A Met officer has been banned from blogging and using Twitter after using the internet to blow the whistle on funding cuts at the force.
The move has been seen in some quarters as evidence that police chiefs will use last week’s report from Lord Justice Leveson’s to discourage whistleblowers from speaking to the media.
- October 26, 2016
- October 25, 2016
- October 24, 2016
While Leveson conceded in his report that it was “both legitimate and justifiable” for police offers to go to the press, he added that his principal concern was “to reduce as far as possible the need for police officers to feel it necessary to do so”.
This could be achieved by “encouraging greater confidence in appropriate and confidential channels” he suggested, including the creation of an “enhanced system for protection of whistleblowers”.
This includes greater prominence being given to the Public Interest Disclosure Act (PIDA) telephone line operated by the Independent Police Complaints Commission.
PC James Patrick, reports The Times (£), has been ordered not to communicate with the public and was placed on restricted duties after a compilation of his blogs was published as a book.
His lawyer claimed that Patrick only began blogging on the cuts affecting the force after attempting to raise his concerns with senior Met offices.
Karen Todner told The Times: “There have to be questions raised if somebody goes through that process and is not taken seriously, but has the forces above brought down heavily upon them when they effectively whistleblow on social media.”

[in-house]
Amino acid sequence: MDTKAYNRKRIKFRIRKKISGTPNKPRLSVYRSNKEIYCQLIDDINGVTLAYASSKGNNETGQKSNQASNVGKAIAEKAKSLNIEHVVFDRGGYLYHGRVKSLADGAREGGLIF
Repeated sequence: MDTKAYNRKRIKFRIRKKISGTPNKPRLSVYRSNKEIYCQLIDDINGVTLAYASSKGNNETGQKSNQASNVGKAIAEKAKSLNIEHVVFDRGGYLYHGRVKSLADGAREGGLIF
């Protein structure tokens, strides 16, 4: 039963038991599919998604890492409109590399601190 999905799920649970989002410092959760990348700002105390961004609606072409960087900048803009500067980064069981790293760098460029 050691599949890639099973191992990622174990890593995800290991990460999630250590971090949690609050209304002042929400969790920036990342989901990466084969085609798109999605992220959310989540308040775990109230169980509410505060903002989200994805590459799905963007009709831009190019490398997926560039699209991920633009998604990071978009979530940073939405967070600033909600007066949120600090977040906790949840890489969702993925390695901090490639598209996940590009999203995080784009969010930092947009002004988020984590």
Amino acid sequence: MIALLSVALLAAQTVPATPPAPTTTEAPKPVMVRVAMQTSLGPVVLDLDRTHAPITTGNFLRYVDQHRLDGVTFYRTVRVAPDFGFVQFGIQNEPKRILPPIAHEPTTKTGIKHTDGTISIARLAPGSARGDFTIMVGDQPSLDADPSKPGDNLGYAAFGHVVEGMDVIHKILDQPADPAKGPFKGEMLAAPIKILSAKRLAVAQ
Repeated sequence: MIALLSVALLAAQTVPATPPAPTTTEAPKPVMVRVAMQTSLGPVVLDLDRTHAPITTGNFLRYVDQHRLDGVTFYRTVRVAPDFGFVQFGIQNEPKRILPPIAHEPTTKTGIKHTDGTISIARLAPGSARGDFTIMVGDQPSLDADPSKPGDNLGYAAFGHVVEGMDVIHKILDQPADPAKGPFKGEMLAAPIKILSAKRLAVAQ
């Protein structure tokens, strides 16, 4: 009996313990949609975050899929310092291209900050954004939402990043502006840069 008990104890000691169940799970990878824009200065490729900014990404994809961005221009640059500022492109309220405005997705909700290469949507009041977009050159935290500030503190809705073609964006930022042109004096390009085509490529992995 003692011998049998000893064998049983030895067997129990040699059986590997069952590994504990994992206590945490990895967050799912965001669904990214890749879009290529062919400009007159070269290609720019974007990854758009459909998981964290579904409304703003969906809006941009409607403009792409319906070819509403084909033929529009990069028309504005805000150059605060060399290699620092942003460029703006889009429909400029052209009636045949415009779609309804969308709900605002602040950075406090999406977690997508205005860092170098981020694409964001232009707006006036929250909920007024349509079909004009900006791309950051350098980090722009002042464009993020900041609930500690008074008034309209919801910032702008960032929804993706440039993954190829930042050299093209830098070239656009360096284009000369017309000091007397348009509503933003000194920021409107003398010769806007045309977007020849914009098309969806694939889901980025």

She also said Patrick was not required to gain permission from the Met for his Twitter account as it was for personal use, “but that he had declared his book as a business interest and received permission for its publication”.
The Met said this resulted in the gross misconduct investigation because “he has written and published a book about police service in contravention of MPS policy” and it “could be harmful to the reputation of the Police Service and adversely impact public confidence”.
A spokesman for the Police Federation’s said: “Our members will be concerned that James Patrick appears to be the victim of a politically motivated witch-hunt to cover up the cuts, which can only adversely affect the public’s Police Service.”
In his report Leveson said: “… if a police officer tips off a member of the press, the perception may well be that he or she has done so in exchange for past favours or the expectation of some future benefit.
“At its highest, the issue becomes one of integrity for the police officer: his or her professional standing may be put under scrutiny. Although there are matters of detail that are different for each example, the essential issue is exactly the same.”
He added: “Taking the subject of ‘leaks’ generally, I must start by making it clear that although Operation Elveden (concerned with bribery of public officials) is proceeding, the Inquiry has not unearthed extensive evidence of police corruption nor is there evidence satisfying the standard of proof that I have adopted, namely the balance of probabilities, that significant numbers of police officers lack integrity in one or more of the respects I have examined.
“Speculation, suspicion and legitimate perceptions may abound and troubling evidence has been identified in a limited number of cases (with journalists tenaciously protecting their sources), but the notion, as a matter of established fact, that this may be a widespread problem is not borne out. The scale of the problem needs to be kept in proportion.”
Leveson has also been criticised for his recommendation that the term “off-the-record briefing” should be discontinued and replaced with “non-reportable briefing” or “embargoed briefing”.